The sixth period extends from the mid-17th c. to the close of the 18th c. In the history of the language it is often called “the age of normalization and correctness”, in the history of literature – the “neoclassical” age. It is essential that during the 18th c. literary English differentiated into distinct styles, which is a property of a mature literary language. The 18th c. has been called the period of “fixing the pronunciation”. The great sound shifts were over and pronunciation was being stabilized. Word usage and grammatical construction were subjected to restriction and normalization.

The English language of the 19th and 20th c. represents the seventh period in the history of English. It is called Late New English or Modern English. The classical language of literature was strictly distinguished from the local dialects and the dialects of lower social rank. The dialects were used in oral communication and, as a rule, had no literary tradition. The 20th c. witnessed considerable intermixture of dialects. The local dialects were retreated and displaced by Standard English. The English vocabulary has grown on an unprecedented scale reflecting the rapid progress of technology, science and culture and other multiple changes in all spheres of man’s activity.

Old English written records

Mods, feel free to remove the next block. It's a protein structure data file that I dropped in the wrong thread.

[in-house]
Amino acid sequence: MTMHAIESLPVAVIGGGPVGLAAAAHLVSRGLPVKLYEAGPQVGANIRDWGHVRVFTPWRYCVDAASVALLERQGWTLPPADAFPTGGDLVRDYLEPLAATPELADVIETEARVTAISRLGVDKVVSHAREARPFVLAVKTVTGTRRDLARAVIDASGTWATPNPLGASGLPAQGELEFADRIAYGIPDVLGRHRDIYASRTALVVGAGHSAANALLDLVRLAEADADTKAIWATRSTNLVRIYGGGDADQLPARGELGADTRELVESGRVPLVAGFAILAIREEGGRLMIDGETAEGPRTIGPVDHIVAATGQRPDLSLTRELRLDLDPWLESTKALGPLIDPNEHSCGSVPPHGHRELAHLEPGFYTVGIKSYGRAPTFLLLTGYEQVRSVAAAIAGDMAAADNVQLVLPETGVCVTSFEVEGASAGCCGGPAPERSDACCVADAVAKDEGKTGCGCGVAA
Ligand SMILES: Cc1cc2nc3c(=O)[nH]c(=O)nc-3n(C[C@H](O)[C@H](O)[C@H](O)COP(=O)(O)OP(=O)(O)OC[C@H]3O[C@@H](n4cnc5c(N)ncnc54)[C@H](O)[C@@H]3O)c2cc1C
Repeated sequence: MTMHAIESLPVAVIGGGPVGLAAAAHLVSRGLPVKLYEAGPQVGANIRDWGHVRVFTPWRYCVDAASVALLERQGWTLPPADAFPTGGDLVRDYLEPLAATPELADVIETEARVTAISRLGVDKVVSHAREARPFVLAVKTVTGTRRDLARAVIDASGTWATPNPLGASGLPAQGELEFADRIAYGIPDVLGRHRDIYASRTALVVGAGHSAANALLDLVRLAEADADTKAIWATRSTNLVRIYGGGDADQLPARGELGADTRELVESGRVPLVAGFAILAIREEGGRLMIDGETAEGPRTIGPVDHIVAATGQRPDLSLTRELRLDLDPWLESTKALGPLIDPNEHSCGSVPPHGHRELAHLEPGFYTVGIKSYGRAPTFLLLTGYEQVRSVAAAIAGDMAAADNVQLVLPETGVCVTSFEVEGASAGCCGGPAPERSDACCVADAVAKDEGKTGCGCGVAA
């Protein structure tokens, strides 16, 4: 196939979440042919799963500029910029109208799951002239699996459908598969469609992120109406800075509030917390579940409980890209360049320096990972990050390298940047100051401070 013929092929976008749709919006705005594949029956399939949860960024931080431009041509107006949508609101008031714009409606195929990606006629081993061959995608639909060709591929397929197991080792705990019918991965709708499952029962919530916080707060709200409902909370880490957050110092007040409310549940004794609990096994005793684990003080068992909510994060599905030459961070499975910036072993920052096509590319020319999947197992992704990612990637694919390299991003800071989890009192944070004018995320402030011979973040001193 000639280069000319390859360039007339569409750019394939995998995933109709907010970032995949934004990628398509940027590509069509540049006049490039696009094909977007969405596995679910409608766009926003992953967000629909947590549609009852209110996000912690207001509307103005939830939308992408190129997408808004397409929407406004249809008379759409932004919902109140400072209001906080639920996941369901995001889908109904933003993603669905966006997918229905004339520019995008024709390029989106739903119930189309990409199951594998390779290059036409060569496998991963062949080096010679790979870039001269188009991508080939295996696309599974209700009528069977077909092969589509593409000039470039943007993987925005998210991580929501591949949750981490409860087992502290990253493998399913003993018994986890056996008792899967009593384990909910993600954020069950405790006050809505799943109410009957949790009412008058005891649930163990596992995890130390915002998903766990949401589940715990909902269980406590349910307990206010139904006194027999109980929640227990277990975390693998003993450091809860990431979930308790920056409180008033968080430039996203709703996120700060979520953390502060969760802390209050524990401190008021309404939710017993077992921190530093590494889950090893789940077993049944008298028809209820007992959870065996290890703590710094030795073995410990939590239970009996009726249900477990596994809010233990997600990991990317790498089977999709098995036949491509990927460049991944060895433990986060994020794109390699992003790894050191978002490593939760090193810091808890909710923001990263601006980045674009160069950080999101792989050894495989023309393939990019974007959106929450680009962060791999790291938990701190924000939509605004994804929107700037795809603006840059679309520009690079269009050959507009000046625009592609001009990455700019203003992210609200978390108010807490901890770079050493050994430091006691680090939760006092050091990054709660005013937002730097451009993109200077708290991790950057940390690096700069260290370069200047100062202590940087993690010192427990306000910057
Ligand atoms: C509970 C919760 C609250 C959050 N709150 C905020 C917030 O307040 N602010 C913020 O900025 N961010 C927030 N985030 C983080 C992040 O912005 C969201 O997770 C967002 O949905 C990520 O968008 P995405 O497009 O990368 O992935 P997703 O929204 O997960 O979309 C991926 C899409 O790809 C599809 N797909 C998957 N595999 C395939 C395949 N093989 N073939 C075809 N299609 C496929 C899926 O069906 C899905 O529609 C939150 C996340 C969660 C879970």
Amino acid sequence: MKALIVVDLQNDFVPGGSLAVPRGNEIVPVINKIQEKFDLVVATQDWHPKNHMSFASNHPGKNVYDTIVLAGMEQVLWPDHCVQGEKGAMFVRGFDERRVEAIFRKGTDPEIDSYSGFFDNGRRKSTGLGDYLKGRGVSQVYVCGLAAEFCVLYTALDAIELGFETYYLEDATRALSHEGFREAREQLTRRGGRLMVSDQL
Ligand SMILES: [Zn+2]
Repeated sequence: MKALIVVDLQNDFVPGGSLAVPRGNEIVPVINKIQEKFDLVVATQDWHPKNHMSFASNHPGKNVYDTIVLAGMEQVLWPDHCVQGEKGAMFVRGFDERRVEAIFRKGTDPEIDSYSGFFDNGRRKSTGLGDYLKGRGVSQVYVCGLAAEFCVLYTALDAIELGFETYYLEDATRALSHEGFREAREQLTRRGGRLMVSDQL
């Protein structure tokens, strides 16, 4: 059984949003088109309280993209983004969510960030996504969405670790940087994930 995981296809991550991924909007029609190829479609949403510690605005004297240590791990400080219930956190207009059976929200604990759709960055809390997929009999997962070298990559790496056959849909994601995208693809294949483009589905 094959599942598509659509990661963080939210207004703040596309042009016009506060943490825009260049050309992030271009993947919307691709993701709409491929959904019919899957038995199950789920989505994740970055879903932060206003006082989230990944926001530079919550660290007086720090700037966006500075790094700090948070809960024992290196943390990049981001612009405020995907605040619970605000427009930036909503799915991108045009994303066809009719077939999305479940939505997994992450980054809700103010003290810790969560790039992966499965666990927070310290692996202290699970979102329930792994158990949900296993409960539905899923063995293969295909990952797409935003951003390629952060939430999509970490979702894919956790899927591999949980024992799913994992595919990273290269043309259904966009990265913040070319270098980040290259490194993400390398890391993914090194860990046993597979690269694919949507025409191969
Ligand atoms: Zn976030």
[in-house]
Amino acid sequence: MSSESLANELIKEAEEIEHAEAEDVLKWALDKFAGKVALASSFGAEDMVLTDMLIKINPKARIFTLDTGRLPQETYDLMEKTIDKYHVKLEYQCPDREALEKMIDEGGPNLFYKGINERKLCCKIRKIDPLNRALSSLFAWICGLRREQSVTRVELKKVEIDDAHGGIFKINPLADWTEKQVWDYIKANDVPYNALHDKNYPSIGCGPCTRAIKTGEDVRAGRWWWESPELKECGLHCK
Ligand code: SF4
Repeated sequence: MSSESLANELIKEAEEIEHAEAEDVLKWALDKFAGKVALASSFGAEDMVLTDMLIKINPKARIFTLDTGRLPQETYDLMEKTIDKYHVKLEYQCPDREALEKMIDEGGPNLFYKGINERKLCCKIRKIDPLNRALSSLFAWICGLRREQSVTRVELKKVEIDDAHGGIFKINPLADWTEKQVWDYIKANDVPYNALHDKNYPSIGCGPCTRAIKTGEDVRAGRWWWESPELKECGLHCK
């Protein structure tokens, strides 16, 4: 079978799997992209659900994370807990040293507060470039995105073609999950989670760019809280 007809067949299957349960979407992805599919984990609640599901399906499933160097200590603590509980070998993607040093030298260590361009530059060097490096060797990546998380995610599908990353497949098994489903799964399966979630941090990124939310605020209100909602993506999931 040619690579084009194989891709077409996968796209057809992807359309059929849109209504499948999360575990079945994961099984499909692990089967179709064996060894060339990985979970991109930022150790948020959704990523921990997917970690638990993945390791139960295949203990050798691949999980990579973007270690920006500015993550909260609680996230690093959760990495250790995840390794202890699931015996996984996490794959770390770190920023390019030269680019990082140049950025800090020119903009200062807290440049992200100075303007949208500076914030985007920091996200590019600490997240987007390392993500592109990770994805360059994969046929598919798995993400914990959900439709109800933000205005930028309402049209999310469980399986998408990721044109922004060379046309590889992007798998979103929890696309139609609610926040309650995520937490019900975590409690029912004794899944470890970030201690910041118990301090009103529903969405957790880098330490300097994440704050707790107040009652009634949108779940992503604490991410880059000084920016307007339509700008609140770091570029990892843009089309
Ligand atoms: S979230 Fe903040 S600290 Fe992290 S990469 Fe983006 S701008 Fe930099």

Our knowledge of the OE language comes mainly from manuscripts written in Latin characters. The first English words to be written down with the help of Latin characters were personal names and place names inserted in Latin texts; then came glosses and longer textual insertions. Among the earliest insertions in Latin texts are pieces of OE poetry. Bede’s HISTORIA ECCLESIASTICA GENTIS ANGLORUM (written in Latin in the 8th c.) contains and English fragment of five lines known as “Bede’s Death Song” and a religious poem of nine lines, “Cadmon’s Hymn”. It was translated into Kentish dialect. The greatest poem of that time was BEOWULF, an epic of the 7th or 8th c. It was originally composed in the Mercian or Northumbrian dialect, but has come down to us in a 10th c. West Saxon copy. It is valued both as a source of linguistic material and as a work of art; it is the oldest poem in Germanic literature. BEOWULF is built up of several songs arranged in three chapters. It is based on old legends about the tribal life of the ancient Teutons. The author is unknown. Religious poems paraphrase, more or less closely, the books of the Bible – GENESIS, EXODUS (written by Cadmon, probably in Northumbrian dialect). CHRIST, FATE OF THE APOSTLES tell the life-stories of apostles and saints or deal with various subjects associated with the Gospels. OE poetry is characterized by a specific system of versification and some peculiar stylistic devices. Practically all of it is written in the OG alliterative verse: the lines are not rhymed and the number of stressed syllables being fixed. The style of OE poetry is marked by the wide use of metaphorical phrases or compounds describing the qualities or functions of the thing. OE prose is a most valuable source of information for the history of the language. The earliest samples of continuous prose are the first pages of the ANGLO-SAXON CHRONICLES. It was written in West Saxon dialect. By the 10th c. the West Saxon dialect had firmly established itself as the written form of English.

The History of the English Language